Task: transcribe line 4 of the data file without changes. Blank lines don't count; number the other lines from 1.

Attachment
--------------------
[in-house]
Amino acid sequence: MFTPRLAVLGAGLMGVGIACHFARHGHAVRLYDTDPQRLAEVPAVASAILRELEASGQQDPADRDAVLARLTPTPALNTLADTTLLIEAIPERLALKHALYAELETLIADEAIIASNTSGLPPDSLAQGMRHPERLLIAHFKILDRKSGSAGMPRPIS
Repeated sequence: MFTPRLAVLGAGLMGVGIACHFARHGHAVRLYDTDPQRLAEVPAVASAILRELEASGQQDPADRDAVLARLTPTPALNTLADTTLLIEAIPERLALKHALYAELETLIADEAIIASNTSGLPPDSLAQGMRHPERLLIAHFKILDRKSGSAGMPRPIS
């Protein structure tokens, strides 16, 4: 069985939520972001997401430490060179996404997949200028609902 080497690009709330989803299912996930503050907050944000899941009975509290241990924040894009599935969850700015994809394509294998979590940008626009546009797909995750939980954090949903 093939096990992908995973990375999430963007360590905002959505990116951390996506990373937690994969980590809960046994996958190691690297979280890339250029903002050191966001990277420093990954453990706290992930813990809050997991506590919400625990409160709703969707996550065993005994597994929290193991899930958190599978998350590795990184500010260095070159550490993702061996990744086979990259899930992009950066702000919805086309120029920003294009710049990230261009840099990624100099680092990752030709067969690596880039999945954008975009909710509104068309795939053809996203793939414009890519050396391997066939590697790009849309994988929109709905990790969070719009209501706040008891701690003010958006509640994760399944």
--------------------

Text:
């Protein structure tokens, strides 16, 4: 069985939520972001997401430490060179996404997949200028609902 080497690009709330989803299912996930503050907050944000899941009975509290241990924040894009599935969850700015994809394509294998979590940008626009546009797909995750939980954090949903 093939096990992908995973990375999430963007360590905002959505990116951390996506990373937690994969980590809960046994996958190691690297979280890339250029903002050191966001990277420093990954453990706290992930813990809050997991506590919400625990409160709703969707996550065993005994597994929290193991899930958190599978998350590795990184500010260095070159550490993702061996990744086979990259899930992009950066702000919805086309120029920003294009710049990230261009840099990624100099680092990752030709067969690596880039999945954008975009909710509104068309795939053809996203793939414009890519050396391997066939590697790009849309994988929109709905990790969070719009209501706040008891701690003010958006509640994760399944």